What If? And What’s Wrong? – Sherri Spelic. Lecture-Based Pedagogy and the Pitfalls of Expertise – The Tattooed Professor. Every few months, higher education is witness to a curious ritual where one’s stance on particular pedagogical issues assumes an affect of Calvinist-style salvation or damnation. You can set your watch by the recurring debate over laptops in the classroom. Evidence-based practice: The definition and explanation of. The principles of learning to design learning environments. Re-Thinking Design for the Inclusion of Marginalized Learniners Workshop #OEB17 #TowardsOpenness. Beniko Mason's Website. Designing for forgetting – Alastair Somerville. I have for the last few years tried to publicly prototype the ideas I am interested in and then converted into workshops. An interesting flaw in Cognitive Load Theory. A new paper has been published by Ouhao Chen and colleagues that points to a flaw in one of the assumptions of Cognitive Load Theory (CLT); a flaw with some potentially interesting implications.
One of the central ideas of CLT is that the working memory in which we consciously process new (biologically secondary) information is limited, but these limits fall away once dealing with knowledge stored in long term memory. Play Matters: Six Play-Full Practices For Higher Education. Ten Teaching Trends from the Innovating Pedagogy Report - TeachOnline. Subjectivity, Rubrics, and Critical Pedagogy – OFFICE OF DIGITAL LEARNING. In “Embracing Subjectivity,”مها بالي (Maha Bali) argues “that subjectivity is the human condition.
OLCreate: Dyslexia and Inclusive Practice Introduction to Dyslexia and Inclusive Practice. The principles of learning to design learning environments. How is learning to speak different from learning to read and write? – Richard Olsen's Blog. 12 Principles Of Modern Learning - 5 Big Ideas In Education That Don't Work : NPR Ed.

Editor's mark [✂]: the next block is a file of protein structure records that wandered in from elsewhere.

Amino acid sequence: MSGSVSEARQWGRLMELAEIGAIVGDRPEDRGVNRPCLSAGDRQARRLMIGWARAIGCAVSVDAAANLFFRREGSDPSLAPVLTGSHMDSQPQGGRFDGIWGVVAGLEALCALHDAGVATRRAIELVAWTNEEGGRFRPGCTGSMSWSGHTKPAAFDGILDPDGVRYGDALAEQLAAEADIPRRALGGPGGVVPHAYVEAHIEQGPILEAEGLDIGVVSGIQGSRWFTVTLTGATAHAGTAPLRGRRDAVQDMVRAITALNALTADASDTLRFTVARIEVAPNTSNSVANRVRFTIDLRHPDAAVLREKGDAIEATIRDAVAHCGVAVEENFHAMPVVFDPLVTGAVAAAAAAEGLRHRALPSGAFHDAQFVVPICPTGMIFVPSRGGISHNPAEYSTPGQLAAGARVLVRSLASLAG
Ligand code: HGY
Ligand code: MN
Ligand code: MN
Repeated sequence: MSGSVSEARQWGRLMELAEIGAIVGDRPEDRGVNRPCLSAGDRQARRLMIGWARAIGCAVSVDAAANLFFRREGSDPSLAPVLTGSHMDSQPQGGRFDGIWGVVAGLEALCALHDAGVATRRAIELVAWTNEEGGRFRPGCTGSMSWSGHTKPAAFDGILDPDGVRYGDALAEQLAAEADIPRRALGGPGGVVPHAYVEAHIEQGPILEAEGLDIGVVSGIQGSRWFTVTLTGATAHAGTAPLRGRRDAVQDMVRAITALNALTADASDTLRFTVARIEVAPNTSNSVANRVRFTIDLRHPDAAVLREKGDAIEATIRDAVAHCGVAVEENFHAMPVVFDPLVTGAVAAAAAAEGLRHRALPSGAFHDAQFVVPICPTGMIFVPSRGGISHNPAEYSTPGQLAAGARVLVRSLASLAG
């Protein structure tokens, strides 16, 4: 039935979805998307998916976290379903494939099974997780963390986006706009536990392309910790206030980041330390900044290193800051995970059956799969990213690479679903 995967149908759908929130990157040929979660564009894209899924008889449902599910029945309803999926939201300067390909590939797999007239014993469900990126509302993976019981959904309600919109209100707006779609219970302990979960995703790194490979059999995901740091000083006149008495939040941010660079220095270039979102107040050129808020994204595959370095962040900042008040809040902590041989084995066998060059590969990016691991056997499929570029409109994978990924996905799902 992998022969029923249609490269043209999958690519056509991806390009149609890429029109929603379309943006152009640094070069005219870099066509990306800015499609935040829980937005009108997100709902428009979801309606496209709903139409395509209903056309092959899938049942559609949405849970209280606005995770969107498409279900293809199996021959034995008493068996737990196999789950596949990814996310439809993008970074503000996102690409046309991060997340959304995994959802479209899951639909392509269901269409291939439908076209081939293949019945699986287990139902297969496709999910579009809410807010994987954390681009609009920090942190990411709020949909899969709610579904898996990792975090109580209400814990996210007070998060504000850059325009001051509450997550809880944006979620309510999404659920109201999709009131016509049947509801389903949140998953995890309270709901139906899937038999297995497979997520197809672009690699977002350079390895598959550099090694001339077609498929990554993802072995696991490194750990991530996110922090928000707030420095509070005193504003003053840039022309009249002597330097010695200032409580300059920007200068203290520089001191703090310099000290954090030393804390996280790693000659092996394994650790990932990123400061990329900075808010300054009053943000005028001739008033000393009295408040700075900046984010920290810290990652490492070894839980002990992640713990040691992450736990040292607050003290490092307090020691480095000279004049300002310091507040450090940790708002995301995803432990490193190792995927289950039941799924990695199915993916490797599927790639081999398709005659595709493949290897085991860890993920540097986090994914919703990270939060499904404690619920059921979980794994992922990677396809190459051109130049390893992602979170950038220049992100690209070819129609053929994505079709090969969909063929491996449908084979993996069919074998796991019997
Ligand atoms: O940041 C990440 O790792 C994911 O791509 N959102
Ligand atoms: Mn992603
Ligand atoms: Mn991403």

Peer-Driven Learning – College Ready Writing 1.0. Osez la classe inversée à l’université ! Vulnerability in the Curriculum: No one cares about your soup! – lawrie : converged. Developing accessible web content - Technology Enhanced Learning. The Quiet and Careful Revolution of OER. Equality Challenge Unit Competence standards and reasonable adjustments: modern languages. Using technology to improve curriculum design. Top 20 principles from psychology for teaching & learning. 7 Essential Principles of Innovative Learning.
The Nature of Learning: Using Research to Inspire Practice. Reimagining learning for a post-digital world (part 1) – Solutions not problems. Design_Patterns_for_Open_Online_Teaching_and_Learning_42. Pedagogical planner. Learning Design Issues for ILDC#3: Move-it-online! Course Resource Appraisal Model. Course Resource Appraisal Model. Untitled. Technology Integration Matrix.
Collaborating across borders: OER use and open educational practices within the Virtual University for Small States of the Commonwealth. Bespoke E-learning vs. Off-the-shelf Courses. More Than Blended Learning. The Top 10 Things You Should Know About Teaching Online. Paper: Review of pedagogical models and frameworks. TEC-VARIETY by Curtis J. Bonk and Elaine Khoo. CALL@Hull: OTiS Online Tutoring E-book.
The Forgetting Curve in eLearning: What eLearning Professionals Should Know. TEC-VARIETY by Curtis J. Bonk and Elaine Khoo. Journal of Learning Development in Higher Education. New EUA Publication: ‘E-learning in European Higher Education Institutions’ Blended Learning. Welcome to eLearning Guidelines. HOME. The Conundrum of Talking about Access, Equity, and Diversity. App Evaluation. Rubric for Digital-Age Learning Experiences & Assessments - educational technology. Designing according to cognitive theory of multimedia design in one place.
Mapping tools. The Learning Curve. Teachers as designers: a new book on teaching with technology [Interview] Draft Copyright and Rights in Performances (Research, Education, Libraries and Archives) Regulations 2014. Doing what comes naturally SmartBlogs. Language learning: what motivates us?
Serious eLearning Manifesto. Student engagement in online content-based lear. Why online teaching requires rigorous training (Mary Burns. We Need to Educate to Create New Knowledge. Improving Learner Motivation for eLearning. Leading Innovation = Vulnerability. The proposed exceptions to copyright law offer greater flexibility to teaching and research activities.
Writing on surfaces in learning spaces. E-Tivities Stories from the front line- Ale Armellini - Gilly Salmon. E-Tivities Stories from the front line- Ale Armellini - Gilly Salmon. Assessment and Feedback Topics. Teachers learning about and with ICT as collaborative design. 10 Expectations. CC/LTI Conformance Directory. Mind your language – a language based approach to pedagogy.